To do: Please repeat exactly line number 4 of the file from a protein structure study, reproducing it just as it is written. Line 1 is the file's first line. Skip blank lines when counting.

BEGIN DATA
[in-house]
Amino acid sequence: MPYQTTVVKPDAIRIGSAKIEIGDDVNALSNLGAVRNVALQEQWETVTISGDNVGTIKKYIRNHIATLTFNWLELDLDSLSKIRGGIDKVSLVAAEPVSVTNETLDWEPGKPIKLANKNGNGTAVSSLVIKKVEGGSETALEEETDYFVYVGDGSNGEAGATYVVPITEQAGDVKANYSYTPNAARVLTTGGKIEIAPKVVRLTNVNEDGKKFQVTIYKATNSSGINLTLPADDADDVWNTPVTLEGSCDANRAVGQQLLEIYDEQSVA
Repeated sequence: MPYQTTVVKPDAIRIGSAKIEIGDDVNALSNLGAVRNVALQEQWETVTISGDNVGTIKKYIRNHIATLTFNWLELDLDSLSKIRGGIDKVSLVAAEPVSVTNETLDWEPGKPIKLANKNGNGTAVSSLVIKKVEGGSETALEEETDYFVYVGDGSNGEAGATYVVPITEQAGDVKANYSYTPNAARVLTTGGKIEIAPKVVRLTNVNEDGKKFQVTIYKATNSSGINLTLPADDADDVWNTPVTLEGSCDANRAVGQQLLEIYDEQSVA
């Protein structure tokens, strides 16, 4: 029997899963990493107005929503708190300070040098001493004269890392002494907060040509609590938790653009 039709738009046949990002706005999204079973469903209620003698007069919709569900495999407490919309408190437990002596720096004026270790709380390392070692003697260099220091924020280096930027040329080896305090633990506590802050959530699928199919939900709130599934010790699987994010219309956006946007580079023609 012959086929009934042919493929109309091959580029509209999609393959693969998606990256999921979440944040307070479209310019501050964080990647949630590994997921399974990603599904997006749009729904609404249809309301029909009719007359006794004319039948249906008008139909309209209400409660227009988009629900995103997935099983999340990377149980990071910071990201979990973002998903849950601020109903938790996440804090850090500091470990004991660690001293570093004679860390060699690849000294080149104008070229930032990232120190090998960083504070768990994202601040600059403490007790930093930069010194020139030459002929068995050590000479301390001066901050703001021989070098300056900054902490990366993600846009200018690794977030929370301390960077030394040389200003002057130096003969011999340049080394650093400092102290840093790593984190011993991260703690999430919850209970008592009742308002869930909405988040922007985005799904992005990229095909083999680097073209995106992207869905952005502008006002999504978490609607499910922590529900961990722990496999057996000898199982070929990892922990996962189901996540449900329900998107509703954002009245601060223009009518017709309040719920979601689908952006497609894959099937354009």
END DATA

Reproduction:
């Protein structure tokens, strides 16, 4: 029997899963990493107005929503708190300070040098001493004269890392002494907060040509609590938790653009 039709738009046949990002706005999204079973469903209620003698007069919709569900495999407490919309408190437990002596720096004026270790709380390392070692003697260099220091924020280096930027040329080896305090633990506590802050959530699928199919939900709130599934010790699987994010219309956006946007580079023609 012959086929009934042919493929109309091959580029509209999609393959693969998606990256999921979440944040307070479209310019501050964080990647949630590994997921399974990603599904997006749009729904609404249809309301029909009719007359006794004319039948249906008008139909309209209400409660227009988009629900995103997935099983999340990377149980990071910071990201979990973002998903849950601020109903938790996440804090850090500091470990004991660690001293570093004679860390060699690849000294080149104008070229930032990232120190090998960083504070768990994202601040600059403490007790930093930069010194020139030459002929068995050590000479301390001066901050703001021989070098300056900054902490990366993600846009200018690794977030929370301390960077030394040389200003002057130096003969011999340049080394650093400092102290840093790593984190011993991260703690999430919850209970008592009742308002869930909405988040922007985005799904992005990229095909083999680097073209995106992207869905952005502008006002999504978490609607499910922590529900961990722990496999057996000898199982070929990892922990996962189901996540449900329900998107509703954002009245601060223009009518017709309040719920979601689908952006497609894959099937354009």